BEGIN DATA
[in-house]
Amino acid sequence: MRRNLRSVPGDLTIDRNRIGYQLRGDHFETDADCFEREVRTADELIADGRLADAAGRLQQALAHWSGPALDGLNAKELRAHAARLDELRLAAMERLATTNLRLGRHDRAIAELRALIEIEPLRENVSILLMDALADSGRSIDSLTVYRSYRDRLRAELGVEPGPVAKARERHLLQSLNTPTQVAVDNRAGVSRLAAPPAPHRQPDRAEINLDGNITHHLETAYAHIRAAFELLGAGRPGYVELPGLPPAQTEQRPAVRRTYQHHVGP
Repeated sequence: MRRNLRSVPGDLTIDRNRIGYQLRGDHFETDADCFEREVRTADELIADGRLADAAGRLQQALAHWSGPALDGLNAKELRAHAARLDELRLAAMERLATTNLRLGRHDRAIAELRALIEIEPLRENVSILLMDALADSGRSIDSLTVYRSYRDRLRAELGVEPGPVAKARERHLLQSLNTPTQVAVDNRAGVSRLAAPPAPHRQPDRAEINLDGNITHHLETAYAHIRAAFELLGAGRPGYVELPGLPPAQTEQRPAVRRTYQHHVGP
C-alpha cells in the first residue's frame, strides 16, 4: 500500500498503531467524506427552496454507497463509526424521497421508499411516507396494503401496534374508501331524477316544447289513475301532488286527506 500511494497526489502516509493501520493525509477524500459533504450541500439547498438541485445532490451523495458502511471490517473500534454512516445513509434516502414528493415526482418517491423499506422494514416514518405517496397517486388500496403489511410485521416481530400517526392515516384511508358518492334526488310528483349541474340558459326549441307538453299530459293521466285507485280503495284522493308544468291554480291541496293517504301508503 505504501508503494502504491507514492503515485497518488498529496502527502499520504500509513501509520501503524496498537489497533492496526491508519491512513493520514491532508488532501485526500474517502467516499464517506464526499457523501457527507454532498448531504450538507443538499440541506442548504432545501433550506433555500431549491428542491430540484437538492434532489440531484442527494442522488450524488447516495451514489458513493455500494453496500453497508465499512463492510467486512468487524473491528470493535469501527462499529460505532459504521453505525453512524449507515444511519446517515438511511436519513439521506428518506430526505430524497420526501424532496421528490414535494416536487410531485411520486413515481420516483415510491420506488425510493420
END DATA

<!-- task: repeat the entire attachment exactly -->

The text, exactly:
[in-house]
Amino acid sequence: MRRNLRSVPGDLTIDRNRIGYQLRGDHFETDADCFEREVRTADELIADGRLADAAGRLQQALAHWSGPALDGLNAKELRAHAARLDELRLAAMERLATTNLRLGRHDRAIAELRALIEIEPLRENVSILLMDALADSGRSIDSLTVYRSYRDRLRAELGVEPGPVAKARERHLLQSLNTPTQVAVDNRAGVSRLAAPPAPHRQPDRAEINLDGNITHHLETAYAHIRAAFELLGAGRPGYVELPGLPPAQTEQRPAVRRTYQHHVGP
Repeated sequence: MRRNLRSVPGDLTIDRNRIGYQLRGDHFETDADCFEREVRTADELIADGRLADAAGRLQQALAHWSGPALDGLNAKELRAHAARLDELRLAAMERLATTNLRLGRHDRAIAELRALIEIEPLRENVSILLMDALADSGRSIDSLTVYRSYRDRLRAELGVEPGPVAKARERHLLQSLNTPTQVAVDNRAGVSRLAAPPAPHRQPDRAEINLDGNITHHLETAYAHIRAAFELLGAGRPGYVELPGLPPAQTEQRPAVRRTYQHHVGP
C-alpha cells in the first residue's frame, strides 16, 4: 500500500498503531467524506427552496454507497463509526424521497421508499411516507396494503401496534374508501331524477316544447289513475301532488286527506 500511494497526489502516509493501520493525509477524500459533504450541500439547498438541485445532490451523495458502511471490517473500534454512516445513509434516502414528493415526482418517491423499506422494514416514518405517496397517486388500496403489511410485521416481530400517526392515516384511508358518492334526488310528483349541474340558459326549441307538453299530459293521466285507485280503495284522493308544468291554480291541496293517504301508503 505504501508503494502504491507514492503515485497518488498529496502527502499520504500509513501509520501503524496498537489497533492496526491508519491512513493520514491532508488532501485526500474517502467516499464517506464526499457523501457527507454532498448531504450538507443538499440541506442548504432545501433550506433555500431549491428542491430540484437538492434532489440531484442527494442522488450524488447516495451514489458513493455500494453496500453497508465499512463492510467486512468487524473491528470493535469501527462499529460505532459504521453505525453512524449507515444511519446517515438511511436519513439521506428518506430526505430524497420526501424532496421528490414535494416536487410531485411520486413515481420516483415510491420506488425510493420